McEntee: Leaving Utah bittersweet for Mary Kaye Huntsman
If you want to know what Mary Kaye Huntsman is all about, watch her watch her son, William, at football practice on a sunny Monday.
Or see how she looks at her daughters, little Gracie Mei and Mary Anne, a classical pianist. Or how she talks about Jon, the son she and her husband, Gov. Jon Huntsman Jr., just dropped off at a New Mexico military academy to prepare for entering the U.S. Naval Academy.
In some ways, these are tough times for Mary Kaye, who's heading for Beijing Monday where her husband will assume his new post as U.S. ambassador to China. It's about profound change and separation as she returns to the Asia she has already lived twice: in Taiwan and Singapore.
Sitting in the parlor of the Governor's Mansion, she calls the past few months a "surreal experience" and paraphrases her favorite author, Anne Morrow Lindbergh: "Sometimes you have to go right to the pit to find success."
For Mary Kaye, the pit is all about packing up her Utah life, leaving four of her children here in the States -- Jon III, William, Abby, who works for ABC's "Good Morning America" in New York, and Liddy, a student at the University of Pennsylvania.
Gracie Mei, Asha, the child she and her husband adopted in India, and Mary Anne are going with their parents.
"It's bittersweet, leaving this state we love so much," she says. "People come up and say, 'Aren't you excited?' And I say, I'm getting there."
She comes close to tears talking about Jon III, who's in boot camp and can't talk on the phone for three weeks. But she knows he's there to fulfill his dream of becoming a Navy Seal, and that "he has to go through this time in his life to get there."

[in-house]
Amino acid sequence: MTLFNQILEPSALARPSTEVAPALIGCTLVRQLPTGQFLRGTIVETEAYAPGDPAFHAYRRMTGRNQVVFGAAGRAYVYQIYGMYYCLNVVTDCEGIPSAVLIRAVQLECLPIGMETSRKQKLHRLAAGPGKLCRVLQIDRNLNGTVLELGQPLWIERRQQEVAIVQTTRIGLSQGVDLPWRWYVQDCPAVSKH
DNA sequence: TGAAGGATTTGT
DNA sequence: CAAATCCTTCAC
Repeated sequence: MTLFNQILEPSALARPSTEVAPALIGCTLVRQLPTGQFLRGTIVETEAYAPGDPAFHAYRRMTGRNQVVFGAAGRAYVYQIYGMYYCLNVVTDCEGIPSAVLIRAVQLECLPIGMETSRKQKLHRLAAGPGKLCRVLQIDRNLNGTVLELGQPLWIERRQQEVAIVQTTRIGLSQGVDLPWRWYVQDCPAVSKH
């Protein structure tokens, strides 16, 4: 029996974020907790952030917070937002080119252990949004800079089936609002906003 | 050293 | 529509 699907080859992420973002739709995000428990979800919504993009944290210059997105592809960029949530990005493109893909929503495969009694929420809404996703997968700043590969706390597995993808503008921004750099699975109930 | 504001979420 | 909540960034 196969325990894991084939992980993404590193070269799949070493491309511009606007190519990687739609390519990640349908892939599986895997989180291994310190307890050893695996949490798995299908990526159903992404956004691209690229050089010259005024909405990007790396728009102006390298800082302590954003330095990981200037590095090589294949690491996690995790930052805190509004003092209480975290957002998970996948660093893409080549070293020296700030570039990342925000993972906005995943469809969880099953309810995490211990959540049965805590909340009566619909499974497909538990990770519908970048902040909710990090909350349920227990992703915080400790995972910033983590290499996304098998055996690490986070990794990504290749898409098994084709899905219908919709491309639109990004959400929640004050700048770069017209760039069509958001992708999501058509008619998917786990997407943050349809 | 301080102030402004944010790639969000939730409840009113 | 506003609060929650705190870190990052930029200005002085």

She sends Gracie Mei, a quiet child of Chinese birth, upstairs to get a stuffed bear, dressed in Navy whites, that a friend gave to her. Press its paw, and her son's voice says, "Keep me close in these hard times, Mom. I love you."
"I've never had a more treasured gift," she says, "because it's him."
But now it's time to head for football practice, so she, her two daughters and I jump into her big black SUV and drive to the practice field to watch William. On the way, she talks about how he used to spend a lot of time in his room, building with Legos and reading World War II history. Then one day, she says, her son decided he wanted to play, and everyone said, "our William?"
But there he is, a muscular junior at Judge Memorial High School, wearing No. 51 and practicing at fullback and linebacker. She asks him how morning practice went -- the team's on two-a-days now -- and he tells her that he threw up four times, then runs back to his squad. His dream, she says, is also to go to Annapolis and play Navy football.
"He's a tank," she sighs. "My boys, my heroes."
William will be living with her parents, although he'll be spending some time in China in November.
"You always hope your children will find their passion," Mary Kaye says. "There's no way we'd have taken this away from him."
And as of next week, she'll return to a role she played when her husband was ambassador to Singapore during President George H.W. Bush's administration. Her job, she says, will be to tend to the well-being and morale of all the other embassy families.
To her, the appointment by President Barack Obama, and her husband's confirmation last week, means the administration "gets an extraordinary servant in China, and Jon wins in that he is able to do what he does best, diplomacy. It was the right move for him."
For now, she's packing, looking after her children and studying Mandarin with Gracie Mei.
"What I've realized is, we can get through today. It's when we put the burden of tomorrow on us that we fall apart," she says. "So yes, I'm getting there."
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